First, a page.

• You will be able to adjust the edit screen for each group of posts individually. Look at the following examples. They come from our OnTheGoSystems.com site, and show two totally different Custom Post edit screens. The first picture shows the Team Custom Post Type in action. It contains two custom fields and no classic WordPress editor, whereas the other one, Open positions, uses the standard WordPress editor only.

Example 2: Separating your posts with Custom Post Types allows you to adjust a post edit screen for each group of posts individually.
Example 2: Separating your posts with Custom Post Types allows you to adjust a post edit screen for each group of posts individually.

Source: WordPress back-end of our OnTheGoSystems.com site

How to

To separate your posts, use the Types plugin (a free component of Toolset) and create appropriate Custom Post Types. You can bind it with some taxonomies (to categorize) and a group of custom fields.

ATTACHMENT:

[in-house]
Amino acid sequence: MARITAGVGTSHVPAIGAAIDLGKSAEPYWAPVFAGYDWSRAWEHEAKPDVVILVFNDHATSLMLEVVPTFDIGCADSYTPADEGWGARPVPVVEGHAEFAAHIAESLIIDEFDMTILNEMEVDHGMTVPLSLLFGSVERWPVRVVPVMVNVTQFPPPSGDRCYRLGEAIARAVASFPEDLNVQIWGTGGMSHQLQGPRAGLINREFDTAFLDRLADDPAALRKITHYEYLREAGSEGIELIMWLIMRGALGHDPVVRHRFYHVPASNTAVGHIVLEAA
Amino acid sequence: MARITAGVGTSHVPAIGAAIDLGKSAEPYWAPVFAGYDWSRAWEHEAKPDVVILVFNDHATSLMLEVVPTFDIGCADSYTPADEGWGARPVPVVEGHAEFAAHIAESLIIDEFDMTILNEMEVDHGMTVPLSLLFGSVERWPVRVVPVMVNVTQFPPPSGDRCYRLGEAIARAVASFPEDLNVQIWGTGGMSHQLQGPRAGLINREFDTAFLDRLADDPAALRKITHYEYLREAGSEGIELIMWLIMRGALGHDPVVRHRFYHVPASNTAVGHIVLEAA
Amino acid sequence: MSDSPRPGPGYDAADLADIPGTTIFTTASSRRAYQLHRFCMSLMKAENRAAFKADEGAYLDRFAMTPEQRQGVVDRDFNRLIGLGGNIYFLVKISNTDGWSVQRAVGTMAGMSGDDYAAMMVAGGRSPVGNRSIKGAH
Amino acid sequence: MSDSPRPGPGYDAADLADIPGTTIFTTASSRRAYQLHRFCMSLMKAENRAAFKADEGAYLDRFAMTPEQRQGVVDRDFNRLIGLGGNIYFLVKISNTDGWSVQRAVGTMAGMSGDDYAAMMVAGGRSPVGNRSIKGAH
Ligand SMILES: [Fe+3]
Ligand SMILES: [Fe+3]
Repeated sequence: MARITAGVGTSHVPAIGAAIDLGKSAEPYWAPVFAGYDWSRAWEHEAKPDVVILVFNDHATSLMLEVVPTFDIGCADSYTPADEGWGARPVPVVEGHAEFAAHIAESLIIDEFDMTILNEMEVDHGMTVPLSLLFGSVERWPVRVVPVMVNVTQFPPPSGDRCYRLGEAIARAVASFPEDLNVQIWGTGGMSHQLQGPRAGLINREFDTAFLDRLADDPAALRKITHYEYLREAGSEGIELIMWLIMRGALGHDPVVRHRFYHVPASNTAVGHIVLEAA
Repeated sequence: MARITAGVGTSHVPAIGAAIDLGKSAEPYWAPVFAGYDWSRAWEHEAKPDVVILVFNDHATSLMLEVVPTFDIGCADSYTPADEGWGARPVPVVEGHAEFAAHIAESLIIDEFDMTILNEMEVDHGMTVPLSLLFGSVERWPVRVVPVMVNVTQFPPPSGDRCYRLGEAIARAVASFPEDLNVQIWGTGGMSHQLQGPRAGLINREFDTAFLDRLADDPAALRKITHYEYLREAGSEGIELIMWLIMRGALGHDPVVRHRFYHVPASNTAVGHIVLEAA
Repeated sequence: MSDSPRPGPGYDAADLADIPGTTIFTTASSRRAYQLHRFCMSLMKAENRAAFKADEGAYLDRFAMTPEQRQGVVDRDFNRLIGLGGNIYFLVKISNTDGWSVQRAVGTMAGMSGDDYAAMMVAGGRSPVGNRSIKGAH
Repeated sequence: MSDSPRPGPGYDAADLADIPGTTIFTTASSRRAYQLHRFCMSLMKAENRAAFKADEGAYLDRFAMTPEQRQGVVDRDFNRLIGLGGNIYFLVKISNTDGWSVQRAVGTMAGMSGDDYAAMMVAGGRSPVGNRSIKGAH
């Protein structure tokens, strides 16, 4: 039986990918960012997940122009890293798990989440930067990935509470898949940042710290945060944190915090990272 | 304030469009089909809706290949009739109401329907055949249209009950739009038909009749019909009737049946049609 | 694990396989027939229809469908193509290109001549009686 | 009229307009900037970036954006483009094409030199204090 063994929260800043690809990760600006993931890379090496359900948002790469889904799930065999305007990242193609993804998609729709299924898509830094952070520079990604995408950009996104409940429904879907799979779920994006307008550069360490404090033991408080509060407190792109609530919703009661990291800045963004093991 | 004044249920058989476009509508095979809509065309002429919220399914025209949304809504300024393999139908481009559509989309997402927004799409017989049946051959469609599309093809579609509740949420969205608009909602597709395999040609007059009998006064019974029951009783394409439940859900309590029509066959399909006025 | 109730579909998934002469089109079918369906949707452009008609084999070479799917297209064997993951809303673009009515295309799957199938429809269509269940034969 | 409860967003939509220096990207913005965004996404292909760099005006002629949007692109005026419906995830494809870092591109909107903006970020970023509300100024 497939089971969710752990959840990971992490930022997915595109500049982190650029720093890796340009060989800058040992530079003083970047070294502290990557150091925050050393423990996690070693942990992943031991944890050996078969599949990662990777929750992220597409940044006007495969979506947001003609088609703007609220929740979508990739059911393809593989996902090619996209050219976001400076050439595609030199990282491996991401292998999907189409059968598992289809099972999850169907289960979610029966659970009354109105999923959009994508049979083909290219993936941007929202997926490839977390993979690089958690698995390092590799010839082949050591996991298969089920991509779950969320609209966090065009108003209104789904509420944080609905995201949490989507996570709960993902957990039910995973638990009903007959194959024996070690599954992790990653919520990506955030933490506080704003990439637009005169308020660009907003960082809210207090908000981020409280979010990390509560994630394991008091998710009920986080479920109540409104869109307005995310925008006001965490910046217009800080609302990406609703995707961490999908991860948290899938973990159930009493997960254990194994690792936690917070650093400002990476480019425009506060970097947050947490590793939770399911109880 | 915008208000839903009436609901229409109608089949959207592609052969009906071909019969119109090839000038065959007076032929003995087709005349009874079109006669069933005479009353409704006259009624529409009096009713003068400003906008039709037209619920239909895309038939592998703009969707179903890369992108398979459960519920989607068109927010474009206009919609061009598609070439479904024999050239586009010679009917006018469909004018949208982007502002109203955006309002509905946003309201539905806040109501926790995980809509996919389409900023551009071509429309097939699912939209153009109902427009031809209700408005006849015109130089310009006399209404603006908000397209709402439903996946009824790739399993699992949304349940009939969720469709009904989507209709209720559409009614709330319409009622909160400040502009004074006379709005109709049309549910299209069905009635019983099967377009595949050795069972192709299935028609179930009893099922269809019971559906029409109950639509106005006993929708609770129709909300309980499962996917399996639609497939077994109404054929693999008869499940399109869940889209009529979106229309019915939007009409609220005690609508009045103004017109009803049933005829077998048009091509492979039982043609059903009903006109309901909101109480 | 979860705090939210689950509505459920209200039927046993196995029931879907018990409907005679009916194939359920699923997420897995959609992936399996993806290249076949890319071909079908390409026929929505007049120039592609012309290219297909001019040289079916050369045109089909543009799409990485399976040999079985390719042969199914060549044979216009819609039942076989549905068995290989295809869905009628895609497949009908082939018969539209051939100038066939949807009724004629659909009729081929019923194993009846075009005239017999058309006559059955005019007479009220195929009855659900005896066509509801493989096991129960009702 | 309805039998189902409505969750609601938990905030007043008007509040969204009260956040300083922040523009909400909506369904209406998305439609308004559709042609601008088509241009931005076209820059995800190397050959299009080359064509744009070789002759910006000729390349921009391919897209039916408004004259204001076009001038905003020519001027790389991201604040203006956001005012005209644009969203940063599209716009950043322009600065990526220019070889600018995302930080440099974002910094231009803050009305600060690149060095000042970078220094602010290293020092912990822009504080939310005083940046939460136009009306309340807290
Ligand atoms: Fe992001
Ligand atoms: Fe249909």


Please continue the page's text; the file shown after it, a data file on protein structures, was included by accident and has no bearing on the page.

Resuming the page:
8_ways_to_improve_UX-0005Hint. If you fall in love with CPTs, there is a danger that you will create new ones for every new object that appears on your site. That is not good. Keep related objects together. If they share the same behavior, it is better to put them all under one Custom Post Type and categorize further using a taxonomy.

Example

  • Bad: “Fantasy,” “Thrillers,” and “Criminals”—three separate Custom Post Types were created to store books of each type. However, they all look the same.
  • Good: “Books”—only one Custom Post Type was created and associated with a taxonomy called Book type with the following taxonomy terms: “Fantasy,” “Thrillers,” and “Criminals.”

Tip 2: Add relevant icons

Example 3: Using Icons for Custom Post Types